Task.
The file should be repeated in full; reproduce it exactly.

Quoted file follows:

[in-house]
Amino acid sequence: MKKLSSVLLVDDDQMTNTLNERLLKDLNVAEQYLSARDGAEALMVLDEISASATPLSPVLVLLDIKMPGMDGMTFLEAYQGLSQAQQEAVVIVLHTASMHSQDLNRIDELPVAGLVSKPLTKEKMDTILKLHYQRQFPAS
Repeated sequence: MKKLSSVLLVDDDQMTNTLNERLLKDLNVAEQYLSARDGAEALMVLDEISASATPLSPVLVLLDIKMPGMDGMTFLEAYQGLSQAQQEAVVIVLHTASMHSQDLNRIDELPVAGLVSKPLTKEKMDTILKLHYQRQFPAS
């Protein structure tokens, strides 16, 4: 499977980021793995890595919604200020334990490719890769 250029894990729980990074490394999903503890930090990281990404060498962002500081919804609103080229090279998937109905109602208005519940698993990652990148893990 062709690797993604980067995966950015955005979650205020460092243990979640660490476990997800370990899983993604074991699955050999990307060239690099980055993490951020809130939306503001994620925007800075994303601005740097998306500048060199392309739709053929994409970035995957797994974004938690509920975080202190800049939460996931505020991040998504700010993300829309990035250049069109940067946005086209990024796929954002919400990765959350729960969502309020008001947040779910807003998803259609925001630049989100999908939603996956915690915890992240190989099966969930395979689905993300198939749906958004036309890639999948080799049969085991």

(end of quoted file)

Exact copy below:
[in-house]
Amino acid sequence: MKKLSSVLLVDDDQMTNTLNERLLKDLNVAEQYLSARDGAEALMVLDEISASATPLSPVLVLLDIKMPGMDGMTFLEAYQGLSQAQQEAVVIVLHTASMHSQDLNRIDELPVAGLVSKPLTKEKMDTILKLHYQRQFPAS
Repeated sequence: MKKLSSVLLVDDDQMTNTLNERLLKDLNVAEQYLSARDGAEALMVLDEISASATPLSPVLVLLDIKMPGMDGMTFLEAYQGLSQAQQEAVVIVLHTASMHSQDLNRIDELPVAGLVSKPLTKEKMDTILKLHYQRQFPAS
């Protein structure tokens, strides 16, 4: 499977980021793995890595919604200020334990490719890769 250029894990729980990074490394999903503890930090990281990404060498962002500081919804609103080229090279998937109905109602208005519940698993990652990148893990 062709690797993604980067995966950015955005979650205020460092243990979640660490476990997800370990899983993604074991699955050999990307060239690099980055993490951020809130939306503001994620925007800075994303601005740097998306500048060199392309739709053929994409970035995957797994974004938690509920975080202190800049939460996931505020991040998504700010993300829309990035250049069109940067946005086209990024796929954002919400990765959350729960969502309020008001947040779910807003998803259609925001630049989100999908939603996956915690915890992240190989099966969930395979689905993300198939749906958004036309890639999948080799049969085991």